Tag Archive | preserving

Kraut – good to eat and good for you!

by OCMGA Master Gardener Vicki Schilleman

green-cabbage

No fat, low in calories, full of vitamins – what’s not to love?!

Everyone has a favorite vegetable, right? Mine has to be cabbage; I’m crazy about it in any form, but I’m particularly fond of sauerkraut — on everything. I’ve always had dreams of the big crocks sitting in the basement, slowly fermenting this luscious treat — but I don’t have crocks nor do I grow cabbage! Doomed to buy ordinary canned kraut at the supermarket, I was pretty thrilled to find an article by Karen Atkins of propergardens.com in which she relates the story of her friend Susan who makes homemade sauerkraut. Not only that, she shared recipes and tips on how to make your own.

Interesting tidbit: 1 cup of sauerkraut has only 27 calories and 6 grams of carbohydrates, yet provides 4 grams of fiber and 34 percent of your daily requirement of vitamin C.

Susan’s recipe calls for 24 heads of cabbage and a crock she describes as hip-high. That seemed like a little more work (and a lot more sauerkraut) than I wanted to attempt. A Google search for home made sauerkraut will give you 479,000 results, from which you can cull one that meets your needs. I found mine in one called “How to Make Homemade Sauerkraut in a Mason Jar”. This one calls for 1 head of cabbage — something a little more manageable for a novice.

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Makes me drool just to look at the picture!

I’m pretty excited to be trying something new, and it makes me ponder once again how much our grandparents knew that didn’t necessarily pass down through the generations. As we all became more “citified” than our country cousins, getting things from the supermarket almost guaranteed that canning and preserving could have been lost over the generations. Thank you to those who learned it, teach it, and make sure that these valuable skills are not lost.

Through the University of Wisconsin-Extension, Master Preservers have rescued all of this knowledge and share their knowledge online, along with instructions for preserving foods safely. For more information, go to https://foodsafety.wisc.edu/preservation.html.

Additional tips for enjoying homemade sauerkraut:

  • Take a little bit out of the crock (or whatever container you’re using) every day and enjoy the changing taste of your sauerkraut as it develops
  • At room temperature, it adds crunch to your sandwiches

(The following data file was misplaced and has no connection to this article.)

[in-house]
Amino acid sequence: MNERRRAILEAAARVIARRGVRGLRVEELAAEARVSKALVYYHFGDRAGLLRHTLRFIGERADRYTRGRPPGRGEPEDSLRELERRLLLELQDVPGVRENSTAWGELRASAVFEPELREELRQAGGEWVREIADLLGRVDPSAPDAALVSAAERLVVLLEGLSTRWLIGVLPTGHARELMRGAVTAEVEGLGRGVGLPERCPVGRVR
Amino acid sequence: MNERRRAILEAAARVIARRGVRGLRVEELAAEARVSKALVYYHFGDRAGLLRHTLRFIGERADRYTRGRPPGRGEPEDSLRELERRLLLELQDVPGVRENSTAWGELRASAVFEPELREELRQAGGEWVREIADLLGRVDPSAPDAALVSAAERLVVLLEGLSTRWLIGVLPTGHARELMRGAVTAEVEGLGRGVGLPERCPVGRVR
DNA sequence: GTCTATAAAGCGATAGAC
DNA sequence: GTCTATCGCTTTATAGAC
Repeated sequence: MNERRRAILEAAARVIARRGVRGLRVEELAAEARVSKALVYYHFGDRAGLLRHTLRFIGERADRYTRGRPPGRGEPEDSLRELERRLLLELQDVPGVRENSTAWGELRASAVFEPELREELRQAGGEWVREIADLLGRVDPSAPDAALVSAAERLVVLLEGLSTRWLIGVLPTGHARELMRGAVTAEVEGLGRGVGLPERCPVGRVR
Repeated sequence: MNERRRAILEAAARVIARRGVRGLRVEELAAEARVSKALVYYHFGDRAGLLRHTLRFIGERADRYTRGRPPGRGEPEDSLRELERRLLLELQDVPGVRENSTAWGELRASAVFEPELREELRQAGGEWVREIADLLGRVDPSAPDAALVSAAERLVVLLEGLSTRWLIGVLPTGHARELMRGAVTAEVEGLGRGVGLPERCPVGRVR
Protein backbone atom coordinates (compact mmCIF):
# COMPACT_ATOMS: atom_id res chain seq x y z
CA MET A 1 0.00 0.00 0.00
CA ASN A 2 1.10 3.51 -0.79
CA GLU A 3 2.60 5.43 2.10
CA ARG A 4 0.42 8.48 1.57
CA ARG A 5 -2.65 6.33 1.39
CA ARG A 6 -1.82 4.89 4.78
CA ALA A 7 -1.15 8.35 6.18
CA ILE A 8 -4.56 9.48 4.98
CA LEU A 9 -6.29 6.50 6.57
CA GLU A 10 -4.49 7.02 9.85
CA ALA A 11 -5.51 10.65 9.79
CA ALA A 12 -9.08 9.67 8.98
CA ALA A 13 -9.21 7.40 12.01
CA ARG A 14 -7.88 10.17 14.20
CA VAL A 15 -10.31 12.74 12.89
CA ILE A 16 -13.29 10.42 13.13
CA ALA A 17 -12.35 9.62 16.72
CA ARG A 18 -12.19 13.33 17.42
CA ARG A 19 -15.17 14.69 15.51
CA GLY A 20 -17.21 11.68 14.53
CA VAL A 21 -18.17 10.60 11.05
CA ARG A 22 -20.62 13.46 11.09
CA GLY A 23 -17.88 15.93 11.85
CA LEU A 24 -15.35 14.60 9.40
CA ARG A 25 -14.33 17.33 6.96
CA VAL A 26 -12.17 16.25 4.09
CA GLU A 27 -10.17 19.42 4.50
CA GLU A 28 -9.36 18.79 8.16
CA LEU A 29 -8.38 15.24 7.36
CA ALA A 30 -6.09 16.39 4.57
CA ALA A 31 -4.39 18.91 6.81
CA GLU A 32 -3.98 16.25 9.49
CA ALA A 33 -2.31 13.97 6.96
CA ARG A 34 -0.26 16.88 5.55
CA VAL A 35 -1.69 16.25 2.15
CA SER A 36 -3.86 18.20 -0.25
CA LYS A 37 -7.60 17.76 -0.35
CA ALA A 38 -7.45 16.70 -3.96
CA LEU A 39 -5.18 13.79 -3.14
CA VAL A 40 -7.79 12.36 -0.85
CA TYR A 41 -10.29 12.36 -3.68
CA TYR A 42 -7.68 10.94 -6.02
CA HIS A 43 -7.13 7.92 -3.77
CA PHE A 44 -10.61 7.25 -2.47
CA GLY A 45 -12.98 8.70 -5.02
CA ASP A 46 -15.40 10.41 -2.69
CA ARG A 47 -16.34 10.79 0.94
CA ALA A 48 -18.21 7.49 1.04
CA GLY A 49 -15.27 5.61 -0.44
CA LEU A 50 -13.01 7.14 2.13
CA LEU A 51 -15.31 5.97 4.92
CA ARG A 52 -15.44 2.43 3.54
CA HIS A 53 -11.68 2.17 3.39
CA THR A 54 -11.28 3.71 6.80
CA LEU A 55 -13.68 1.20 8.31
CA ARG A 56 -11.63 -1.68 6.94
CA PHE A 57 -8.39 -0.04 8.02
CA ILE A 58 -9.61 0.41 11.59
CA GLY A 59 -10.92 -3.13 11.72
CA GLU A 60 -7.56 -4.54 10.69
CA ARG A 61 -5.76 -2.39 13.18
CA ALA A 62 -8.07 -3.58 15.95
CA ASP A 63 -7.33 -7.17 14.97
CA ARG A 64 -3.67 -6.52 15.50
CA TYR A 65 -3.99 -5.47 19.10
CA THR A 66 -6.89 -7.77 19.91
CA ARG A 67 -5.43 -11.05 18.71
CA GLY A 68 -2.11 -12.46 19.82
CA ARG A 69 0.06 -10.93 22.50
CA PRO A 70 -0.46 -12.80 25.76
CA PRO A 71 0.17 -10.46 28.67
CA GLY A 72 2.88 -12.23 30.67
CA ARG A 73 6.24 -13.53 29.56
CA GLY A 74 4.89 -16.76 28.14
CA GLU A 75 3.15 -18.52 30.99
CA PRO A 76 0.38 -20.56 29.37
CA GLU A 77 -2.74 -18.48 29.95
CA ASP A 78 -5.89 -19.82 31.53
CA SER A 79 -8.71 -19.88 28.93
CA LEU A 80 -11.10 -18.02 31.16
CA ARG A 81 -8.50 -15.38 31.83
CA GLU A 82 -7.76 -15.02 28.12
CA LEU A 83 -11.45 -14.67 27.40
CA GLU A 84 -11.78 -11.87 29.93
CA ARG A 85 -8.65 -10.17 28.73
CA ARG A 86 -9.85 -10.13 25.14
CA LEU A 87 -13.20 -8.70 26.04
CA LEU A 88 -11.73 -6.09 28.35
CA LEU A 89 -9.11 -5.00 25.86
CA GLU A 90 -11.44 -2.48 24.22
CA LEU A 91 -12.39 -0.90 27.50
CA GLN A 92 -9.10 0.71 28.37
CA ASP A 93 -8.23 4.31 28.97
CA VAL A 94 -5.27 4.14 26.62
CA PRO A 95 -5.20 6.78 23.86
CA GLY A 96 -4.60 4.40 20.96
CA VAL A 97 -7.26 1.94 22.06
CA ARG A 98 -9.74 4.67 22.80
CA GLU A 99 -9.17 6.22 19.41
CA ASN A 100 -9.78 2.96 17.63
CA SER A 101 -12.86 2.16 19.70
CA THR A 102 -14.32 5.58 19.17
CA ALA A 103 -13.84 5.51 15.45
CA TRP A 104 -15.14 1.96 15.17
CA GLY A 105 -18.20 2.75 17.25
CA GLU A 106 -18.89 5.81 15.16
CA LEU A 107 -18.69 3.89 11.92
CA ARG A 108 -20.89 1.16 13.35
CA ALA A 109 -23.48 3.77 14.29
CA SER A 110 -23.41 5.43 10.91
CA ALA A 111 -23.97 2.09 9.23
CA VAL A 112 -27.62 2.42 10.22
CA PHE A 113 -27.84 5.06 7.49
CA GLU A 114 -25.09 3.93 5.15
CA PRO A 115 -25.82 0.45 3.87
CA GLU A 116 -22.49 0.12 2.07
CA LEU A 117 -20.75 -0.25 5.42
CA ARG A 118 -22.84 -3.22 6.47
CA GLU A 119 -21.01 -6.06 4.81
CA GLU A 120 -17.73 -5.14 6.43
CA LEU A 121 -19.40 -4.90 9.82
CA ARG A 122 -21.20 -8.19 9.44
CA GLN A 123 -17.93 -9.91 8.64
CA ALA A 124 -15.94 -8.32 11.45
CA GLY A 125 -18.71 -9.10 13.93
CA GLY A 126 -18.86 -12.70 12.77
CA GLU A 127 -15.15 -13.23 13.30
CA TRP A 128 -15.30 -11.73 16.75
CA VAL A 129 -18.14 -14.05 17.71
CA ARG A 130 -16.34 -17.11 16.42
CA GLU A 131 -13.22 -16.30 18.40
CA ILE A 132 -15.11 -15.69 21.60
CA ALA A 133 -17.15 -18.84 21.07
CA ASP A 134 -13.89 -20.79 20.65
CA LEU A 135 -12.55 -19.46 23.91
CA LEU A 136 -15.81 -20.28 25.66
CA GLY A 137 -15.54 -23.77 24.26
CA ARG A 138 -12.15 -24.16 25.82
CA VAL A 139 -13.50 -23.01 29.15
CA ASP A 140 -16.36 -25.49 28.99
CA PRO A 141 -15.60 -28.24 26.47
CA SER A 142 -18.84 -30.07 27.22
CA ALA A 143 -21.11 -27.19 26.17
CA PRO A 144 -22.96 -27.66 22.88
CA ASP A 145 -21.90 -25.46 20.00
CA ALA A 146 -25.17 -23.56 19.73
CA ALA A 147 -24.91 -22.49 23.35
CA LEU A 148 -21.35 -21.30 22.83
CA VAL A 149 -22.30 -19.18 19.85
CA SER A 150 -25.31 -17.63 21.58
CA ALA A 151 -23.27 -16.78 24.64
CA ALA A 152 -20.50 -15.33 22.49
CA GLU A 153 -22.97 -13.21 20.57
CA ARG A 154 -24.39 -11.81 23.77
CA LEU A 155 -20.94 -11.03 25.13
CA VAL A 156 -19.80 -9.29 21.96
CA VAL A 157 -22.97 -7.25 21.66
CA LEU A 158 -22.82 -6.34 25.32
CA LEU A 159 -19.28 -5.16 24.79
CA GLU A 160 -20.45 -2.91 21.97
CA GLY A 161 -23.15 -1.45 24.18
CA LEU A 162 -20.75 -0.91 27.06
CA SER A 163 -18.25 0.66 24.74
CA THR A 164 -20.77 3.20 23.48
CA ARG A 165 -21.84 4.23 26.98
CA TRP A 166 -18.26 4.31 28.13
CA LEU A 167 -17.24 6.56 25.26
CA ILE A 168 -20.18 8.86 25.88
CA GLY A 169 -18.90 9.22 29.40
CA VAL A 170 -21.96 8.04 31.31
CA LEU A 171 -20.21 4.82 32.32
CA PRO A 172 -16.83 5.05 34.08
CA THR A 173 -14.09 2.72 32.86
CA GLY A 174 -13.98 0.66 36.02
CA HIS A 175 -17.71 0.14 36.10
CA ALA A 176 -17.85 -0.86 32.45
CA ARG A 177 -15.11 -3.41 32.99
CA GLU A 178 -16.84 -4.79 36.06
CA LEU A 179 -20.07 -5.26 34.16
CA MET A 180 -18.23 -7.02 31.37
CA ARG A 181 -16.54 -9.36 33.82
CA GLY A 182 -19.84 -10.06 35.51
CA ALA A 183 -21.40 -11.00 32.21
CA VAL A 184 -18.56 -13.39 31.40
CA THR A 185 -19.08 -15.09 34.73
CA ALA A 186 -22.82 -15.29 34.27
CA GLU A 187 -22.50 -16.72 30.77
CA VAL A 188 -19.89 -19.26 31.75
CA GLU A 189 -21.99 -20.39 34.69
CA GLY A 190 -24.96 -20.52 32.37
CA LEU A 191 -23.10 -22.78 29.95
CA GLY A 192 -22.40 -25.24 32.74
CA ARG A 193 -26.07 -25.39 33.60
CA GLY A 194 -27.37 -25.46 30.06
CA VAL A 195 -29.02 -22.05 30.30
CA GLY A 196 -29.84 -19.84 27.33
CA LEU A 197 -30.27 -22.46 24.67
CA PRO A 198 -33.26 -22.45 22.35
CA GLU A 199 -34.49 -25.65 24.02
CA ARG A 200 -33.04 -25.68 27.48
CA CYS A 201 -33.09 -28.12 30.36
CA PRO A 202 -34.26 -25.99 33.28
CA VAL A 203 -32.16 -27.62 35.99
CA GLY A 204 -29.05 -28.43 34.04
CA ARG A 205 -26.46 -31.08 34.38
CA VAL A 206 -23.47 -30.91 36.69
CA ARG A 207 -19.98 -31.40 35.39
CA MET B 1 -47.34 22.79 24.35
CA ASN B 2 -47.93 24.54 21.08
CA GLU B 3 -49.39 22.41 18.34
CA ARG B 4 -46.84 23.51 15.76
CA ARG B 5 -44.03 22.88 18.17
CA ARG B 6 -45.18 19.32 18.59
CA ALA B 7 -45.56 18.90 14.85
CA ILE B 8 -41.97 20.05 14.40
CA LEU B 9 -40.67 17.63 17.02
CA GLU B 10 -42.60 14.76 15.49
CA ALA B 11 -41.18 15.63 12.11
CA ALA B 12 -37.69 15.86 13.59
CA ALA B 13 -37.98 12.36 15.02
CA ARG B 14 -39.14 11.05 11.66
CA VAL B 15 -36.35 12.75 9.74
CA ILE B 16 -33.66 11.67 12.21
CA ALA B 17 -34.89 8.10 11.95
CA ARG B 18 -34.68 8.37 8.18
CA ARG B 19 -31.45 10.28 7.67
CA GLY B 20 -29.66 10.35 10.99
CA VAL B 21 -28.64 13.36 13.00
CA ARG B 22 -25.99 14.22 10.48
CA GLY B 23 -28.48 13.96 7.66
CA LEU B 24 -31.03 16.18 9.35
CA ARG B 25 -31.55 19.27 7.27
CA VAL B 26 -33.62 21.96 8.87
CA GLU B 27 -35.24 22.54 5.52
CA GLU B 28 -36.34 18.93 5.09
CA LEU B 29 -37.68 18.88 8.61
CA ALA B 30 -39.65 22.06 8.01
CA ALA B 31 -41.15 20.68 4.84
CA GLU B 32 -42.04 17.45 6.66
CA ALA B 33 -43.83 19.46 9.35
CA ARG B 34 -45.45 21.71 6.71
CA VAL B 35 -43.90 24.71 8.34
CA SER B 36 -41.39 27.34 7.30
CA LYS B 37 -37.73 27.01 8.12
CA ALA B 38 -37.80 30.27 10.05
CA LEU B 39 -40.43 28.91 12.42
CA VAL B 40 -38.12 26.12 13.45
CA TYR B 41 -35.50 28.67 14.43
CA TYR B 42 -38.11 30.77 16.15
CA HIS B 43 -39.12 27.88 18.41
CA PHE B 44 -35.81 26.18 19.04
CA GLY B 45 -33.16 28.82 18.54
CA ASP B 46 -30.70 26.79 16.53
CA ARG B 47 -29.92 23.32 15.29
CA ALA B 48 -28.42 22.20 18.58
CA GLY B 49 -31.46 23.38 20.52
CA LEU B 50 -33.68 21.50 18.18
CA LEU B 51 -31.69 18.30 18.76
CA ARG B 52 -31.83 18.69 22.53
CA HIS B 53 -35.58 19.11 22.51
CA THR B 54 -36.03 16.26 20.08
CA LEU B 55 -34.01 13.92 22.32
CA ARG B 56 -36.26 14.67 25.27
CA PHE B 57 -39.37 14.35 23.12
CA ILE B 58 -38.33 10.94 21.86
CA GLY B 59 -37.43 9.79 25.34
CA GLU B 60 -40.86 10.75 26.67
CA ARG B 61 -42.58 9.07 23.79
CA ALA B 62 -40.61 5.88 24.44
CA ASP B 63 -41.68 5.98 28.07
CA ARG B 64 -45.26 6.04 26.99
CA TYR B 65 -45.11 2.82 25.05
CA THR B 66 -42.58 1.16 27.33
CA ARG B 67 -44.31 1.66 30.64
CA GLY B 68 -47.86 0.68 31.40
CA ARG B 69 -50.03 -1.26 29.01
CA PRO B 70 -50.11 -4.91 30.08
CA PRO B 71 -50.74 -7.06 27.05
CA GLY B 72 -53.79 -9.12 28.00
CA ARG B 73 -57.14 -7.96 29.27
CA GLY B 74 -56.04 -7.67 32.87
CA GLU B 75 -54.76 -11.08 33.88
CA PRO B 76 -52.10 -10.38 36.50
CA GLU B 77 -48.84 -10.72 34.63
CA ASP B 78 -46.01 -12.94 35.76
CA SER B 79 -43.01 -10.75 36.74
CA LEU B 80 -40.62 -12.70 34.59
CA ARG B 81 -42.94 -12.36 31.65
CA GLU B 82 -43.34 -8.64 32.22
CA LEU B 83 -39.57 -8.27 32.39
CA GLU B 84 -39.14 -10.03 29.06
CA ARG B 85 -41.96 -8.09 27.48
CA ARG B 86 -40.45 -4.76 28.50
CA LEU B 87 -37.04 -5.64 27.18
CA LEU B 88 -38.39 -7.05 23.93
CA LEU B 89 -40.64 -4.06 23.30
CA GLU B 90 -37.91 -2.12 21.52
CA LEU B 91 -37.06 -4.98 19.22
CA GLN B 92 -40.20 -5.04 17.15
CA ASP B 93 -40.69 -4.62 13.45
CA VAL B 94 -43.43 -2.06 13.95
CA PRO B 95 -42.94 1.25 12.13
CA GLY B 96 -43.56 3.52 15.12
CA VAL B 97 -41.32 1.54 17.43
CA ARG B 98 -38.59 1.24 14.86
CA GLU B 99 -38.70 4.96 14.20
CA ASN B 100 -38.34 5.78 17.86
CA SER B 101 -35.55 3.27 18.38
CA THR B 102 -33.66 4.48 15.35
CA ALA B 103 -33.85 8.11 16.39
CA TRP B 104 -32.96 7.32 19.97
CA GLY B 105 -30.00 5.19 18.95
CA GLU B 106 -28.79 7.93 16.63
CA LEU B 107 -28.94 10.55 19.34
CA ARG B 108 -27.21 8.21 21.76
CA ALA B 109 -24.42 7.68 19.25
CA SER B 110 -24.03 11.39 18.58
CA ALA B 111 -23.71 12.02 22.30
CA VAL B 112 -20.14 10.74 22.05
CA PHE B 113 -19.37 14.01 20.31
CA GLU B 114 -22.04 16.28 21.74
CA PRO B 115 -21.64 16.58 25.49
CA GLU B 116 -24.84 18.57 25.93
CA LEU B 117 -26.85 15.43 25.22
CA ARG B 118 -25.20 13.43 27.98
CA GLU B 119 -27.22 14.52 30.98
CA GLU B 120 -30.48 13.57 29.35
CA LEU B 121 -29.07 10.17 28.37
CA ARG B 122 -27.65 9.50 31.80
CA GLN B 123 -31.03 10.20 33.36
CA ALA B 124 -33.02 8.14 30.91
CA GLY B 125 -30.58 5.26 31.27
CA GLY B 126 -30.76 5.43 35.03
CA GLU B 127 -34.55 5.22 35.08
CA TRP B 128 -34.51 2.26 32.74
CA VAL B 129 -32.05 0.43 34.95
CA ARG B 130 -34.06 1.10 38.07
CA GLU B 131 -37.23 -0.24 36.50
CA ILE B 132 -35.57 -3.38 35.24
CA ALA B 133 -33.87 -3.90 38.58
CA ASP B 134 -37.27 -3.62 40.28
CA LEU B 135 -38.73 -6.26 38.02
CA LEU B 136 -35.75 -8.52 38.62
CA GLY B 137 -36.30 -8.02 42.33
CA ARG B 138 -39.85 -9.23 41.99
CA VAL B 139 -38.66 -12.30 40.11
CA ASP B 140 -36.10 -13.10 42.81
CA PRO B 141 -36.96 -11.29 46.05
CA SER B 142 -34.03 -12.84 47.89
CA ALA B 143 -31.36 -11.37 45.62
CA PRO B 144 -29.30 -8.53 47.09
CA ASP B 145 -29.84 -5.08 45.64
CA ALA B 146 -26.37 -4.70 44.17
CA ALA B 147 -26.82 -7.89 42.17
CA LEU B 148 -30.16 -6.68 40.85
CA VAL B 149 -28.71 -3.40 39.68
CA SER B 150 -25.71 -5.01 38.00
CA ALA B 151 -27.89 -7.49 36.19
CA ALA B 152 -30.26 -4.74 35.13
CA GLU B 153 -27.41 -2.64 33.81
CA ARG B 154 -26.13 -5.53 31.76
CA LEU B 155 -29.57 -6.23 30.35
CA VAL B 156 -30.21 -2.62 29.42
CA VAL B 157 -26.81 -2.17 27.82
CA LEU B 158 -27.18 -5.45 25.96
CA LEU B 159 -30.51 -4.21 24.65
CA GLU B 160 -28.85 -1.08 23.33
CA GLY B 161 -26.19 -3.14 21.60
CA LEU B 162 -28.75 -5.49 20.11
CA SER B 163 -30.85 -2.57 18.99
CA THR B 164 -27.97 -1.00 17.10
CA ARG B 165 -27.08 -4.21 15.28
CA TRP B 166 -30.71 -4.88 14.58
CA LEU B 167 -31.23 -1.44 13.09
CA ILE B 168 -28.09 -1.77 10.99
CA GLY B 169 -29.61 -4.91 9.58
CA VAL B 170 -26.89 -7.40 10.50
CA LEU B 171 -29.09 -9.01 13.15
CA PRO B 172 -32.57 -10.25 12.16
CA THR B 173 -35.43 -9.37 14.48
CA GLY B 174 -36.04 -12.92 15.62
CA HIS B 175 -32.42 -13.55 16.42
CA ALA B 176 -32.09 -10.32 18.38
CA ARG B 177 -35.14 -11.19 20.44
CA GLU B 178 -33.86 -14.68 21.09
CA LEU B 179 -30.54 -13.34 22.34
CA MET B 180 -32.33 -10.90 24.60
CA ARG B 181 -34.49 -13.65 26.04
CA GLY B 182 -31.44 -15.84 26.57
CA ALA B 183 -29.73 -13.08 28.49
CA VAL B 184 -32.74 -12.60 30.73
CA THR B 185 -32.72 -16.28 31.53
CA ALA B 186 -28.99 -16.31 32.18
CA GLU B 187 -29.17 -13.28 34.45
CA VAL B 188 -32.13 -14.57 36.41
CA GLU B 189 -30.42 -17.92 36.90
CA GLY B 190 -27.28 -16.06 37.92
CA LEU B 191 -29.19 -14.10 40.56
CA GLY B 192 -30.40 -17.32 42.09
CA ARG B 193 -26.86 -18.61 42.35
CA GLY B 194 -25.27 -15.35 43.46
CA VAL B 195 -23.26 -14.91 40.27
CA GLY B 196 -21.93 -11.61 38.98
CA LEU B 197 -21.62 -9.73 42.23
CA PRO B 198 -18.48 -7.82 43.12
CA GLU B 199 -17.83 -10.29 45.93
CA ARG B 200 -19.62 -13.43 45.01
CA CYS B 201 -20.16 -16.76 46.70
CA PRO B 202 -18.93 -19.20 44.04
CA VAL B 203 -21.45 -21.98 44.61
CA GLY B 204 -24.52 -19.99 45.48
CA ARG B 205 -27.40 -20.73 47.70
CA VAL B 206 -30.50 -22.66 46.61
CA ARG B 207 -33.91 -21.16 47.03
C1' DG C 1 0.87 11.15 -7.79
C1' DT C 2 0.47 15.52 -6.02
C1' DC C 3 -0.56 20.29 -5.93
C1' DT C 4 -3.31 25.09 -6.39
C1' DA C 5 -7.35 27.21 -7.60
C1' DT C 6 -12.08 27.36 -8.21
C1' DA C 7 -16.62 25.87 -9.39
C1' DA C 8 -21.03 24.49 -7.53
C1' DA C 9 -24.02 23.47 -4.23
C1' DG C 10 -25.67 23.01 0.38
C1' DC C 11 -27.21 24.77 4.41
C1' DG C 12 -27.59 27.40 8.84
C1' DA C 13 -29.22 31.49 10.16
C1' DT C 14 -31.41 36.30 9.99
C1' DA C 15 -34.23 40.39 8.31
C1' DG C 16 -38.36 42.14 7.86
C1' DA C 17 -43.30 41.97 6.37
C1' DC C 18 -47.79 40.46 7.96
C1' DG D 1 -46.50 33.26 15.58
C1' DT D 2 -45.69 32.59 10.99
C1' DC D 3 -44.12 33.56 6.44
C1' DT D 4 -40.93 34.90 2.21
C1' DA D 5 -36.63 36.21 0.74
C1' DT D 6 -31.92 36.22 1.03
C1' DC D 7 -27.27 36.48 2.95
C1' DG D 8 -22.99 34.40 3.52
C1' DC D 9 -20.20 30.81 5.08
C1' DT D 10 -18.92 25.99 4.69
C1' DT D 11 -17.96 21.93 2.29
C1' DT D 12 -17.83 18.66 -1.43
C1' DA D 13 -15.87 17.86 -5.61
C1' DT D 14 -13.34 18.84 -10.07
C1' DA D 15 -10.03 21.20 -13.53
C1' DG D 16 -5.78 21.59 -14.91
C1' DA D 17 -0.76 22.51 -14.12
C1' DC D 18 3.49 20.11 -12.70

• Add ribbons of sliced salami and caraway seeds for a pretty winter salad
  • Serve it warm with potatoes and fresh-cooked kielbasa (or bratwurst, for those of us living in Wisconsin)
  • Chop it finely in a 1:1 ratio with Thousand Island dressing as a dip. Serve with arugula and shaved pastrami-wrapped pretzel rods.

 

 

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Too Many Tomatoes?

by OCMGA Master Gardner Mary Learman

This is a fantastic recipe for the glut of tomatoes in the summer. I like to use it for that last crop of the year, when there isn’t enough for a big canning session but too much to eat.

Untitled1Passata is such a useful store cupboard item to use in all sorts of savory dishes. You can use it as is for a quick pasta dish, pizza sauce, add it to premade tomato sauces and soups for an authentic taste. If you are all canned out, simply pour the finished passata into containers and freeze to use in the winter. Add some to risottos, gumbos, soups, stews and polentas for a rich undernote of harvest.

Roasted Tomato Passata.

To make two 16-oz jars, you will need:-

4 ½ lb. ripe tomatoes
7 oz. shallots
3-4 garlic cloves, peeled and thinly sliced
a few sprigs of herbs of your choice – basil, thyme, oregano, rosemary
1 t. sea salt
½ t. black pepper
1 t. sugar
2 fl. oz olive oil
2 T. commercial lemon juice

Preheat oven to 350°F.

Cut the tomatoes in half and place then cut side up in a single layer in a large roasting pan. Scatter the shallots, garlic, herbs, salt, pepper, sugar and oil over the top. Roast for about 50 minutes to one hour, until the tomatoes are well softened. Remove from the oven and puree using a food mill.

Put the tomato puree into a pan, add the lemon juice and bring to the boiling point. Pour into hot sterilized jars and seal. Water bath for 35 minutes.

Use within one year. Once opened, refrigerate and use within a few days.

Always practice safe canning – http://nchfp.uga.edu/publications/publications_usda.html will answer all your questions.